Epistolary writing is fiction told through the medium of letters, but I like to think of letters as voices, their stories told in beautiful prose. If you have ever researched collections of old letters and viewed their graceful, rhythmic lines, you understand what I mean. Past generations knew how to “turn a phrase”.
Not totally put on the shelf however, letters as a literary form made notable appearances in contemporary novels. Some of them even included diary entries, newspaper clippings, book excerpts and the like. Stephen king’s Carrie used epistolary structure and Ronald Munson used epistolary style in Fan Mail. Others followed suit; a favorite of mine was Barbara Hambly’s Homeland.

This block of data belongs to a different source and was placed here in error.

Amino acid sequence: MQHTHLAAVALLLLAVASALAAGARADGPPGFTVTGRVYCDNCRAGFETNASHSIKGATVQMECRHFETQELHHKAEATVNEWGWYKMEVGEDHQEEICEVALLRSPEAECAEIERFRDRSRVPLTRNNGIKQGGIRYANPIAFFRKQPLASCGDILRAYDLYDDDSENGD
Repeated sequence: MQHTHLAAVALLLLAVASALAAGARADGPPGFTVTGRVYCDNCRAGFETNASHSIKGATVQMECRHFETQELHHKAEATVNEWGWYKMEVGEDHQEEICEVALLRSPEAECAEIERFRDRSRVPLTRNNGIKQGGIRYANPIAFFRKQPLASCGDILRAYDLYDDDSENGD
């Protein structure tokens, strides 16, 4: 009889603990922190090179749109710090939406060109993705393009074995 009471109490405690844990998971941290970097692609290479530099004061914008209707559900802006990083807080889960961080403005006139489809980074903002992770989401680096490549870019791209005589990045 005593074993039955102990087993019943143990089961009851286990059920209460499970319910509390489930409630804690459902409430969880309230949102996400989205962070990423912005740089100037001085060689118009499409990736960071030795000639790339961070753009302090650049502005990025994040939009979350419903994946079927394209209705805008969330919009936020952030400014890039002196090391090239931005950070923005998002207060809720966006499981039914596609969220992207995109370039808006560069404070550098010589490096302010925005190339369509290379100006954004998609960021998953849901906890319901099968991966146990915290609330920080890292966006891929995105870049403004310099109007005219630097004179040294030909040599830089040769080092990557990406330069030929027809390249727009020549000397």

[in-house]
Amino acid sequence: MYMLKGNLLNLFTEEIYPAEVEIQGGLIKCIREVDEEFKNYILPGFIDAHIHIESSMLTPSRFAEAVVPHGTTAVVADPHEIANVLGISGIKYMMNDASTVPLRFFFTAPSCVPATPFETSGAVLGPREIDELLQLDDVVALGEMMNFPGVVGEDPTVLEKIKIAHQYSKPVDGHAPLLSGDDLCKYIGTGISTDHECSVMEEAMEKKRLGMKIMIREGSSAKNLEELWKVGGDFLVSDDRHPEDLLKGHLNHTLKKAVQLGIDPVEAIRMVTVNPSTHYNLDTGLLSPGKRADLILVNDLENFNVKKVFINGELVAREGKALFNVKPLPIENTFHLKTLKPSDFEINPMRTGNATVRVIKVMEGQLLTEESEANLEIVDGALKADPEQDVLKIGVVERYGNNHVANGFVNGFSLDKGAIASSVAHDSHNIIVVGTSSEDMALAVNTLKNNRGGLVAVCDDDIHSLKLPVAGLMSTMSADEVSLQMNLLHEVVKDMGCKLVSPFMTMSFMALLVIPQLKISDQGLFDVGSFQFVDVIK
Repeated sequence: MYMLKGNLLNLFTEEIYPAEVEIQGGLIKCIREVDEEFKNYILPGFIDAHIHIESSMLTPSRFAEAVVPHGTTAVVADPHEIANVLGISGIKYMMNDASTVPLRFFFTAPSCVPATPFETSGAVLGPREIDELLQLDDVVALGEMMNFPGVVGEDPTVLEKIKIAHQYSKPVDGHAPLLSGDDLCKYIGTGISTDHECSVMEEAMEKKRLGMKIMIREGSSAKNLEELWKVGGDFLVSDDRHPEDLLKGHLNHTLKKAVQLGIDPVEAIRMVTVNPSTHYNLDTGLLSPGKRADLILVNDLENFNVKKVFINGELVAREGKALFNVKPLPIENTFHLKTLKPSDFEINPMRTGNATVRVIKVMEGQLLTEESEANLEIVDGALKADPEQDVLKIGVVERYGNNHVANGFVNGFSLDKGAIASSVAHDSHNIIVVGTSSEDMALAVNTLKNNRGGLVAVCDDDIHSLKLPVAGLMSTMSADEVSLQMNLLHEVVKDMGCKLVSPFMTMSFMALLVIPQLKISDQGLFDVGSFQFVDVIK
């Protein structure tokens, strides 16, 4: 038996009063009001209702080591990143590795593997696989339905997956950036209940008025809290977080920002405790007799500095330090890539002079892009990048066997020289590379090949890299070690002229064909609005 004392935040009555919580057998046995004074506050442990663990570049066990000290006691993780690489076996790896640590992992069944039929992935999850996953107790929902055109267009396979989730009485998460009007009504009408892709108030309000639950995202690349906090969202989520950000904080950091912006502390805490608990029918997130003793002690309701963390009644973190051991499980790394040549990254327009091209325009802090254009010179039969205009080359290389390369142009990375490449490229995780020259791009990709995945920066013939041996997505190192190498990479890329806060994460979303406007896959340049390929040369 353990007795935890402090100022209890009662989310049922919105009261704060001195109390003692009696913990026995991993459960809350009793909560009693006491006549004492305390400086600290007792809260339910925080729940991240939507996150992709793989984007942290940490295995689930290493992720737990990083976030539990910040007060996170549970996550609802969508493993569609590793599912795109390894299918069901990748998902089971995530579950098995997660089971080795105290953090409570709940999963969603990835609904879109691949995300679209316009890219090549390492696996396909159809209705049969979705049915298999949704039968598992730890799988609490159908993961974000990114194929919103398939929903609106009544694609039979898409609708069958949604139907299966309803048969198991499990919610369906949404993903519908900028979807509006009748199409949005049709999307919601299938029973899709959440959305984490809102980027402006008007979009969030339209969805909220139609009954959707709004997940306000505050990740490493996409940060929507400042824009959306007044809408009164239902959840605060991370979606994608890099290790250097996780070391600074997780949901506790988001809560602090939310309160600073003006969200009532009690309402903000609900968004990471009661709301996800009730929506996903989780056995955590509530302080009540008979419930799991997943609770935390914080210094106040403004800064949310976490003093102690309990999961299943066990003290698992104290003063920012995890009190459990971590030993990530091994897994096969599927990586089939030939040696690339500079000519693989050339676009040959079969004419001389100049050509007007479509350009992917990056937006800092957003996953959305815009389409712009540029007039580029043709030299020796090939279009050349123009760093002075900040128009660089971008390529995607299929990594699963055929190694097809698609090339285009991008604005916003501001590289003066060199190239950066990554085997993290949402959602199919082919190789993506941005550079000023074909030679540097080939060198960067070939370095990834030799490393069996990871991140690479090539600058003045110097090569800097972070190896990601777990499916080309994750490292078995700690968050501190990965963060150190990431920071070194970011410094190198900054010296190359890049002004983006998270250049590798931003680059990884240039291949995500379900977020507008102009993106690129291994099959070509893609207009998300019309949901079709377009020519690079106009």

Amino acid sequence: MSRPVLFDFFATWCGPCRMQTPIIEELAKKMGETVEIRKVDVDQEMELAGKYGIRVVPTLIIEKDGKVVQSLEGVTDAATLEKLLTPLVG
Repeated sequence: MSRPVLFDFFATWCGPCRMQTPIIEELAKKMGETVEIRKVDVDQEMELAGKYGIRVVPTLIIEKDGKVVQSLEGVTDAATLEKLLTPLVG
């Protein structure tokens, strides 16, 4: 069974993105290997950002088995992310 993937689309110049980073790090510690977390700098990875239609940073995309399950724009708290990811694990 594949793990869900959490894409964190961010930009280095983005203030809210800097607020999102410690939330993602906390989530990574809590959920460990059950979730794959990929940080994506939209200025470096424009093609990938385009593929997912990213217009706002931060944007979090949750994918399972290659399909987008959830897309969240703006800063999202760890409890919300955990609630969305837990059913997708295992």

Cell phones, BlackBerrries, iPhones, etc. arrived in our 21st century, entering the fast communication scene with Texting as a popular mode of communication. It is doubtful I will personally use texting, but the characters that people my stories, perhaps will. Letter writing was partly the inspiration for my first novel, Four Summers Waiting, Five Star, 2006 (now available on Kindle). The discovery of authentic family letters and diaries of my children’s ancestors helped me to create the setting and social milieu for that Civil War story. I used some of the actual diary excerpts and letters in dialogic epistolary style (giving the letters of the characters) throughout the book. A line from a letter, contained in Four Summers Waiting written by Civil War surgeon, Henry Simms to his beloved Maria, is an example:
Never Put a date on your dreams.